One of the biggest challenges for many investors is finding good investment ideas. This is particularly true for value investors, since we generally buy stocks only when we can pick them up for much less than they're actually worth. If we buy a stock at a 50% discount to its fair value and it returns to fair value, we've doubled our money. But then we need to find somewhere else to invest the profits. Such are the trials and tribulations of being a successful value investor.

So I use several techniques to identify promising stocks. First, I use stock screens. These screens allow an investor to find companies that meet particular criteria, such as certain price-to-earnings ratios or growth rates. Second, I steal ideas from great investors by scanning the holdings of certain mutual fund managers to see if they've bought any intriguing companies. My most recent purchase falls into this category -- a recommendation by Philip Durell in the Inside Value newsletter.

Finally, I read several discussion boards regularly, scanning for interesting ideas. While you can't believe everything you read, when used correctly, discussion boards can be a great tool for finding new investment ideas. The key is identifying high-quality boards with philosophies that are compatible with your own investment style.

The upside
One such discussion board is the IV Stocks That Interest You one, available to Inside Value subscribers. That board has tracked member picks since its inception, and, excluding bulletin-board penny stocks, has returned more than 150% of what the S&P 500 has returned over the equivalent time frame. That's an impressive record that beats most professional investors.

The stocks discussed on this board don't really fall into any particular category, except that they're cheap. Members of this board identified huge winners in lesser-known companies such as LCA-Vision (NASDAQ:LCAV) at $14 (it's now around $44), and Energy Conversion Devices (NASDAQ:ENER) when it was at $22 (it's now at $35). They've also picked out bargains among better known companies, such as Nokia (NYSE:NOK) at $11 (now at $16), and Altria (NYSE:MO) at $46 (now at $74).

But the impressive performance isn't the only reason to read the board. Its members share a value philosophy and a willingness to share their analysis. Consequently, almost every post contributes interesting information, and it's relatively easy to identify stocks that are worth a closer look. Furthermore, members of the Inside Value team, including lead analyst Philip Durell, prowl all the Inside Value message boards, sharing their thoughts and answering questions.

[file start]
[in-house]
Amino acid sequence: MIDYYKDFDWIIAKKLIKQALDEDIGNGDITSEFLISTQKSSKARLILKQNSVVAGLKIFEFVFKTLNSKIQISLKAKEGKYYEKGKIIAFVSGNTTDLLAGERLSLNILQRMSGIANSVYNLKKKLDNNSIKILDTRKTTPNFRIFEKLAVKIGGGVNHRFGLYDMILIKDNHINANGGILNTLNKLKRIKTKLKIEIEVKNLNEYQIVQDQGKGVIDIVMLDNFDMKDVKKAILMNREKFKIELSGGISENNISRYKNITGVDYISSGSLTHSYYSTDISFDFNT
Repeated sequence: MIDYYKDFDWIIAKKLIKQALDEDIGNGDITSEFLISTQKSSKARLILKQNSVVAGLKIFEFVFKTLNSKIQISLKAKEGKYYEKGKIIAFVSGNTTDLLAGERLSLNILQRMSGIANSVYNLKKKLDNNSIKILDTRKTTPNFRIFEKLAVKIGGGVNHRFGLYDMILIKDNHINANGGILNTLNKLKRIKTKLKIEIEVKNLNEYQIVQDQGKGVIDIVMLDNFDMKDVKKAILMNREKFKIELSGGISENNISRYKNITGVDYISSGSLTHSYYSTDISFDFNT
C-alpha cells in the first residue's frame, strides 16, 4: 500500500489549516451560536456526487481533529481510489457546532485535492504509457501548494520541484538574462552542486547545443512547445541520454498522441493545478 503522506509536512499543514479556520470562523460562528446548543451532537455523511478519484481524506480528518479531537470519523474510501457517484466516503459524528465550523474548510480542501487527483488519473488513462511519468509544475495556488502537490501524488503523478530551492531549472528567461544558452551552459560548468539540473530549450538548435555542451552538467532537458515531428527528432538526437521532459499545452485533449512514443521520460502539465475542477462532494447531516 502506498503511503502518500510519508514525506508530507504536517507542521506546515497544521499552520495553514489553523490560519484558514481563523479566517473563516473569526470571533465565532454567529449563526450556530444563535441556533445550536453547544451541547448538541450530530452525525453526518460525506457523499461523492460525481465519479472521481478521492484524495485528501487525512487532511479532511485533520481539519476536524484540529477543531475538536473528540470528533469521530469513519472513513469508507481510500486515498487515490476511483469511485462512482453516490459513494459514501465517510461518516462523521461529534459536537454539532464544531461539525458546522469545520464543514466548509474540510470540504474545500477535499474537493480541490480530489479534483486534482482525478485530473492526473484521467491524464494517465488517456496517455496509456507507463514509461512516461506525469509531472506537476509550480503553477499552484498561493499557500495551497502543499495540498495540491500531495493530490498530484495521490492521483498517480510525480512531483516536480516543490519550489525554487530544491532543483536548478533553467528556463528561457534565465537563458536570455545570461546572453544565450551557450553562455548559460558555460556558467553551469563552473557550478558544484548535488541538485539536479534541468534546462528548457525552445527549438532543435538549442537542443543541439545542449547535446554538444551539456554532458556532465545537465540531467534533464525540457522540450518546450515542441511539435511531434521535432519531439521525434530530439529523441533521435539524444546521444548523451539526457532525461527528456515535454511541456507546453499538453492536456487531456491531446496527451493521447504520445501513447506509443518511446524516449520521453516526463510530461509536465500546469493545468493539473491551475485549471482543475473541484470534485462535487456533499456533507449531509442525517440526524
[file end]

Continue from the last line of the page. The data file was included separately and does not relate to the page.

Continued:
Stocks to bank on
Considering how volatile the market's been this month, it's not surprising that the board has come up with several picks that look interesting. Board member Undersin mentioned that both Citigroup (NYSE:C) and Bank of America (NYSE:BAC) seem relatively cheap right now. I think he's right.

Both financial companies are huge and have the clout to compete on a global scale. They both have strong brands and are firmly established in the U.S. And despite their size, these banks are growing their top lines at a double-digit pace. That growth isn't flowing through to bottom-line earnings as much as I'd like, but both businesses are still growing. And if two of the strongest companies in the world trading at P/Es of 10 isn't enough, both offer hefty dividends of more than 4%.

So why are these banks so cheap? I think it's fear -- fear of the poor yield curve, fear of the collapse of the housing bubble, and fear of a slowdown in the economy. To a certain extent, that fear is justified -- all these factors could affect these stocks. At the same time, these companies have not only survived rough times, but have grown to be the biggest banks in the nation. So these prices may overestimate the risks.

Fortune's Fool
Another interesting stock idea, raised by Crosstownit, is Fortune Brands (NYSE:FO). Fortune sells a bizarre combination of consumer products -- alcohol, home and hardware supplies, and golf equipment -- basically all the things you need to both believe it's a good idea to build a mini-golf course in your backyard and to actually do it. The company owns many well known brands, including Jim Beam, Moen, Titleist, and Pinnacle.

It has been a consistent grower for 25 years. Over that time period, before its nearly 2% dividend, it has returned 15% annually, quite respectable. The company boasts nearly a 10% return on assets, a 26% return on equity, and net profit margins of 11%. Thus, investors buying the stock at a trailing P/E of 14 are getting a superior company trading for less than the S&P 500 and most other major consumer products companies.

One potential challenge, which may explain the low multiple, is that roughly half of both sales and profits are from home and hardware, a business that would be affected by a housing slowdown. Even so, the company is worth a look.

Next steps
These are just a few of the interesting stocks discussed on this board recently -- there were more than 20 others. If you're interested in finding out more, take a free 30-day trial to Inside Value to gain instant access to dozens of great stock ideas, along with all of Philip's recommendations and research.

Fool contributor Richard Gibbons, a member of the Inside Value team, has been a discussion board junkie at various times in his life, but now keeps it to two hours or less a day. He does not own shares in any of the companies discussed in this article. The Fool has a disclosure policy.